Thursday, September 29, 2011

647. Parvovirus still kills puppies and young dogs


Recently I had a chat with Vet 1 regarding the importance of evidence-based medicine in the diagnosis of vomiting and diarrhoea in puppies. There was presented a case of a puppy with vomiting and diarrhoea vaccinated 5 days ago. Vet 1 did not think it was parvovirus since the puppy had been vaccinated and the recent vaccination was 5 days ago.

Vet 1 showed me two comments about parvovirus infections in a short paragraph in veterinary medicine text book edited by US vets. These comments are:

1. Parvoviral tests will provide false positive if the puppy has been vaccinated from 5 - 10 days ago.

2. Most puppies with parvoviral infections survive when given supportive treatment.


POINT NO. 1
Apparently one Singapore vet had remarked to Vet 1 that parvovirus test will show a false positive when the puppy had been vaccinated 5 days ago. Therefore, Vet 1 showed me the book which stated the same. I said: "Will Vet 1 put in writing that he or she finds that a positive parvoviral test is a false positive? I doubt it. The puppy may have got vaccinated 5 days ago but it could be incubating the parvoviral infections before that and shows positive on the test. So, it can also be a true positive."

In any case, I got this puppy which was vaccinated 5 days ago but suffering from vomiting and diarrhoea tested for parvovirus. It was positive.


POINT NO. 2

"From my experience in working with the professional dog breeders in Pasir Ris for around 2-3 years, covering almost all the breeders, I know that parvovirus kills puppies despite supportive treatment," I said. "This observation has had been reported by various breeders and vets in countries like Australia.

"Much depends on the immune status and age of the puppies, the number of vaccinations, whether the dams have had been regularly vaccinated to produce maternal antibodies, the environmental load of parvoviruses and the strains. The author of the book cannot be trusted as he wrote a generalised statement. Young puppies with one or no vaccinations rarely survive even with supportive treatment because they are very young and their immune system is not developed. Breeders sometimes miss out regular vaccinations of their dams and it is extremely difficult for breeders to isolate infected puppies owing to their management system of cleaning crates with the same brushes."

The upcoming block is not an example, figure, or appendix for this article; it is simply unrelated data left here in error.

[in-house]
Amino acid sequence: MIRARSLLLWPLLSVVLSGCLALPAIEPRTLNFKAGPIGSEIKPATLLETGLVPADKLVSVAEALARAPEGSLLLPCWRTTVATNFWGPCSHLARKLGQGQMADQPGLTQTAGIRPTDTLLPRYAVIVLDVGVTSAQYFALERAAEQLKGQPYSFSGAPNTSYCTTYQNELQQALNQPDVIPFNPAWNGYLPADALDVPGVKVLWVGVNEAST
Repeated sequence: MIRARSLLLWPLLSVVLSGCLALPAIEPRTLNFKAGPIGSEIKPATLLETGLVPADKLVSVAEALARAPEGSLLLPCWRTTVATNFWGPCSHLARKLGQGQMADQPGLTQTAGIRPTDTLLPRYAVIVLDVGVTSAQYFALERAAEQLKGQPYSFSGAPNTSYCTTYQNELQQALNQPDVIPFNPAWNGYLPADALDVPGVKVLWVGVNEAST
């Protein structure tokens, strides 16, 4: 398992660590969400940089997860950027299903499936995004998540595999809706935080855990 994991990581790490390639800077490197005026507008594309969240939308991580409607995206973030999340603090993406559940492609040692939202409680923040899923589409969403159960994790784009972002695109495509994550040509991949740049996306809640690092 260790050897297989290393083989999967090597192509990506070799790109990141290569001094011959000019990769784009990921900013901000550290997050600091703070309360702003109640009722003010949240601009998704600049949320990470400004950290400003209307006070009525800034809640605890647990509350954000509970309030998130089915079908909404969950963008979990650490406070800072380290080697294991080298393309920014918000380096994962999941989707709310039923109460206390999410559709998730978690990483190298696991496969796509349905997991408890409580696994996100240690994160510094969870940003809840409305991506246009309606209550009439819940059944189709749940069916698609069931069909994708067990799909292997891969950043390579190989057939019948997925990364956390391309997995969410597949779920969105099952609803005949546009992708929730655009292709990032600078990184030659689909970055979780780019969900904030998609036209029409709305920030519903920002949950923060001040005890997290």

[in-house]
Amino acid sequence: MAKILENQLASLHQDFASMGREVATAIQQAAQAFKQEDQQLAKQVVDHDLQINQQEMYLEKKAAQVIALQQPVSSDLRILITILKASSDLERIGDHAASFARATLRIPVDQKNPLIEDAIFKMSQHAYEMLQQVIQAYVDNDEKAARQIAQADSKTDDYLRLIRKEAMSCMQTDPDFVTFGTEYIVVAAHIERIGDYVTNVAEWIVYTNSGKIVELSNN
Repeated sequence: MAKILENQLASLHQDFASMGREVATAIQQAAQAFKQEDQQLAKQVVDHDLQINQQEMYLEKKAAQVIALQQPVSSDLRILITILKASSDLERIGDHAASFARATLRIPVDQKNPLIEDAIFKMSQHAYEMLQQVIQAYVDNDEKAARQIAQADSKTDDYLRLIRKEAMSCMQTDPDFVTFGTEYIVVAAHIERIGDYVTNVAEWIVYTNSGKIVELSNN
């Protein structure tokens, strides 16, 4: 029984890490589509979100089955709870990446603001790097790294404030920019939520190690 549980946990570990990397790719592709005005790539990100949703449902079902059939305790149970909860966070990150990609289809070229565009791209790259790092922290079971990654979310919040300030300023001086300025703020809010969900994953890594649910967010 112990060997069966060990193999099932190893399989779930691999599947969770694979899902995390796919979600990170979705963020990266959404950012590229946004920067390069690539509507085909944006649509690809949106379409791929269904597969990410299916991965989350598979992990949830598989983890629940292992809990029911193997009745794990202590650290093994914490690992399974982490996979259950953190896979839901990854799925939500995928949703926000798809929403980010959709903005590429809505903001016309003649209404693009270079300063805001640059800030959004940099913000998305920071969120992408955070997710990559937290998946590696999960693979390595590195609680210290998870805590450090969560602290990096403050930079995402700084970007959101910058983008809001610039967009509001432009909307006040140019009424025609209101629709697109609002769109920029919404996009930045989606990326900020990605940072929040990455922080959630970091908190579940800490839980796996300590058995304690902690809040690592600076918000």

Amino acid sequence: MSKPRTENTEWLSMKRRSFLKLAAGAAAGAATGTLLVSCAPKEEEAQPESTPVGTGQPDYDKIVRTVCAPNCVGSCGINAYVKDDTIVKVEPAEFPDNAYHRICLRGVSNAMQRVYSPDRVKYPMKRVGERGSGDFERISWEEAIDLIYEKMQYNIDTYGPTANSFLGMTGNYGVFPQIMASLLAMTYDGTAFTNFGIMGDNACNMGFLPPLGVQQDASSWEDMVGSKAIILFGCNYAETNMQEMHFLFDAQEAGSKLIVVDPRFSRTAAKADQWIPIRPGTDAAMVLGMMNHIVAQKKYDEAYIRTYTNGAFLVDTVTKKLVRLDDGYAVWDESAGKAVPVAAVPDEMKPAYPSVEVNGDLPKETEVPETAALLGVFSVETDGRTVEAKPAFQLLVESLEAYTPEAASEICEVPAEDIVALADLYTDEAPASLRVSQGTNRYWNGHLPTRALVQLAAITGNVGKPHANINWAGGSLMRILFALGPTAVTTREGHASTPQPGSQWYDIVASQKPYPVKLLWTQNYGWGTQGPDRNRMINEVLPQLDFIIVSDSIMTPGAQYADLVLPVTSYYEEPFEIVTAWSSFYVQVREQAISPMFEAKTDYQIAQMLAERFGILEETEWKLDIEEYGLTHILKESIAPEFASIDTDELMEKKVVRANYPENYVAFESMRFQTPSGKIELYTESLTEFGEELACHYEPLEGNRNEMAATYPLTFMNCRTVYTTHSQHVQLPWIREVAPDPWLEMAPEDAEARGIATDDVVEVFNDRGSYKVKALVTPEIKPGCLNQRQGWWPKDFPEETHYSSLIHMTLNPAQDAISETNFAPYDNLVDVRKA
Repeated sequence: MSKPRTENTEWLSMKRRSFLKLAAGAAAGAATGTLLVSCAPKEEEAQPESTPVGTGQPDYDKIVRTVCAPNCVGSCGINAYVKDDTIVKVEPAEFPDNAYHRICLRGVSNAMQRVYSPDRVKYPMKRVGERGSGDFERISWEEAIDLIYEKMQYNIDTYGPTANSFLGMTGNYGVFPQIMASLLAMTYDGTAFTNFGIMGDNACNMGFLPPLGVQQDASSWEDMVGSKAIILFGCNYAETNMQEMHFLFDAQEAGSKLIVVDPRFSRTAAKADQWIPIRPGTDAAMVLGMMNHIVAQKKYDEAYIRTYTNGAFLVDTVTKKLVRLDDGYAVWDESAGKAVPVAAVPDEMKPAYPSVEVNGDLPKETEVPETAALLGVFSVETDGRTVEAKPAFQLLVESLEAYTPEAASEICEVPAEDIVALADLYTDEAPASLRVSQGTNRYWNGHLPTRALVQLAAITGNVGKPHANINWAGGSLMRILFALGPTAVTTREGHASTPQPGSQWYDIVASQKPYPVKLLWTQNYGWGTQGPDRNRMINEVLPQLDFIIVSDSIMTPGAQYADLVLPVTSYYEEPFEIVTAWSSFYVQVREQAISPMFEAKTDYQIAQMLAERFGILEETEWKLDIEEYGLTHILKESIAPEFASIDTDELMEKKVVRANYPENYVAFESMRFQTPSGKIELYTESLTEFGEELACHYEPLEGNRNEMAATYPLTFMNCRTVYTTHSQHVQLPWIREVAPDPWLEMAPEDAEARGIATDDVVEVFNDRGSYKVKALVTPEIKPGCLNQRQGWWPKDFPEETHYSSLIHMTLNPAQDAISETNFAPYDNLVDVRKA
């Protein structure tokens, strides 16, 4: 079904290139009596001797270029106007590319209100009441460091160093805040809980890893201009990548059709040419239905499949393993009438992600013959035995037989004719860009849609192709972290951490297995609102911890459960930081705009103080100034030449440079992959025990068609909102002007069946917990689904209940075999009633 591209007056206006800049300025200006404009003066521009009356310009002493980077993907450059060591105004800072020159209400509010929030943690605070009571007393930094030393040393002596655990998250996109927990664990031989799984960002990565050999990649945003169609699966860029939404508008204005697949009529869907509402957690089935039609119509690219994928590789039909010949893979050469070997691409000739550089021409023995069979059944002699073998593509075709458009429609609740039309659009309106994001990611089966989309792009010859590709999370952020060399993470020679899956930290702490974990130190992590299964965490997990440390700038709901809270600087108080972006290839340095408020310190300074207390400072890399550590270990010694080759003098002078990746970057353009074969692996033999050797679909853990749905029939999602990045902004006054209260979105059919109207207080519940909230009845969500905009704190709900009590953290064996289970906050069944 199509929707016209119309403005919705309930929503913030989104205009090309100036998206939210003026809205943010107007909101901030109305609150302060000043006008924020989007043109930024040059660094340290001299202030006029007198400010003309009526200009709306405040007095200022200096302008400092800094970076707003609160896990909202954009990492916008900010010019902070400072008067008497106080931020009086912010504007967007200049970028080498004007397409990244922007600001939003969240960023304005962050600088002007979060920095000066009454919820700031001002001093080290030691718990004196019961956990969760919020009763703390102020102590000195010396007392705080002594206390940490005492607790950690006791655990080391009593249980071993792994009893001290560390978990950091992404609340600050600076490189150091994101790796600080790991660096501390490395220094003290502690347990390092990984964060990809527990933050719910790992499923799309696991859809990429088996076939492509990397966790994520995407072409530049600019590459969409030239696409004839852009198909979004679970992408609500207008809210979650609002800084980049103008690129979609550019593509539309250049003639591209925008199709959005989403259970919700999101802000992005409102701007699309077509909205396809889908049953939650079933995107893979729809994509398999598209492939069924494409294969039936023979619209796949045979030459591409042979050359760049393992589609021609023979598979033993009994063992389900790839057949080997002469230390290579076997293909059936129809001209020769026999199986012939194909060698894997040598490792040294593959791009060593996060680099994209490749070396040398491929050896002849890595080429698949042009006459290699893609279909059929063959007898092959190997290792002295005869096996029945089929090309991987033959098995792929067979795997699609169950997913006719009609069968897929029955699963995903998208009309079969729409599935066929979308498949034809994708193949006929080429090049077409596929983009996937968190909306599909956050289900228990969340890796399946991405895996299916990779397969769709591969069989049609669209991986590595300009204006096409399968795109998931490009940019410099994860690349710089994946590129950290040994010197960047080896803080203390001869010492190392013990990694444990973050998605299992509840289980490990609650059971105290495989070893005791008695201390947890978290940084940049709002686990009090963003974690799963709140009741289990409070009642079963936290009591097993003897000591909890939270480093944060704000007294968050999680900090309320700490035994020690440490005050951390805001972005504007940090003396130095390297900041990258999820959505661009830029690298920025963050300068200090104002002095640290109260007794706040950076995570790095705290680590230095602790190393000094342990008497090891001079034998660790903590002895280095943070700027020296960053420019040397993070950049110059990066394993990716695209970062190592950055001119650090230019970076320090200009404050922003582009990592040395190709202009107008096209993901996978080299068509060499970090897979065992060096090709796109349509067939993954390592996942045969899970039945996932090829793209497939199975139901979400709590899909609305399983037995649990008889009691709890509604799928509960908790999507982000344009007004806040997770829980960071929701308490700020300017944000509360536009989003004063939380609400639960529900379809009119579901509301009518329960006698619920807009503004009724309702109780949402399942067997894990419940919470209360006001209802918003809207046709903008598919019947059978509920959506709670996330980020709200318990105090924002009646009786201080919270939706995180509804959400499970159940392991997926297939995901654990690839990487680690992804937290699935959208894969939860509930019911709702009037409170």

IMAGE SHOWS A CASE OF PARVOVIRUS WHERE THE PUPPY WAS VACCINATED 5 DAYS AGO AND SOLD. A DIAGNOSIS OF PARVOVIRUS ON EVIDENCE-BASED MEDICINE NEEDS A BLOOD TEST, PARVOVIRAL TEST TO CONFIRM THE CLINICAL SIGNS OF VOMITING AND DIARRHOEA.




In rare cases, expensive supportive treatment like blood transfusion, intensive care, IV drips, antibodies, long hospitalisations may save the odd puppy. But how many owners are willing to pay for such treatments which are not guaranteed to save the puppy? The puppy costs $500 - $1,000. Do you really expect the owner to shell out much more to save it without a guarantee of success? There will be owners but not many.

Two years ago, one pet shop girl told me that her staff spent $20,000 to treat her puppy with vomiting and diarrhoea at a veterinary practice when I tested it to be positive for parvovirus. The staff took the puppy to another practice for treatment since I gave a poor prognosis. I had no reason to doubt her story although it does sound incredible.

In the past years, I used to go to pet shops to vaccinate puppies even if there were only 2-3 puppies and got to know more about the practices of the pet shops and breeders. But I have stopped doing it nowadays as I need to spend more time with my private patients to build up the practice rather than being "not around" when I went to the pet shops and breeders.

Despite advances of the world's technologies, parvoviruses still kill puppies in 2011 and in some cases, young dogs that have not been vaccinated properly or not vaccinated.

website:
http://www.sinpets.com/dogs/20110926parvovirus-kills-puppies-singapore_ToaPayohVets.htm

No comments:

Post a Comment